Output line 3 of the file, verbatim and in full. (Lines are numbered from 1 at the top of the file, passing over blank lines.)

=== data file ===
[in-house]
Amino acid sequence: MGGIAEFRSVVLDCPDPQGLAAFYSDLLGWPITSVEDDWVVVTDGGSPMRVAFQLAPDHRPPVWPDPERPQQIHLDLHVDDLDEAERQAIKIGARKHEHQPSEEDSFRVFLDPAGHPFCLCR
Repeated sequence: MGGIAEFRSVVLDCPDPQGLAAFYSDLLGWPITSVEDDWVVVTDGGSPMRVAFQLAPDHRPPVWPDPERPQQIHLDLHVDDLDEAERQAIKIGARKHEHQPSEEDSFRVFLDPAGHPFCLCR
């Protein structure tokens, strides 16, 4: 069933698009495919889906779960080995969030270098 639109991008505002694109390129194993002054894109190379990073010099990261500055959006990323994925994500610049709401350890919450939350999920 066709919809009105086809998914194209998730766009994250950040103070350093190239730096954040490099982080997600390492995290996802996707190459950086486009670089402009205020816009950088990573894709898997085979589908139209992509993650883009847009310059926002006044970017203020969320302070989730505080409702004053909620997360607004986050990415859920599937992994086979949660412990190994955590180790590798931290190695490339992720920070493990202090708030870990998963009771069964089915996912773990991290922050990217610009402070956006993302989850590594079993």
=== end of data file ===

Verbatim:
Repeated sequence: MGGIAEFRSVVLDCPDPQGLAAFYSDLLGWPITSVEDDWVVVTDGGSPMRVAFQLAPDHRPPVWPDPERPQQIHLDLHVDDLDEAERQAIKIGARKHEHQPSEEDSFRVFLDPAGHPFCLCR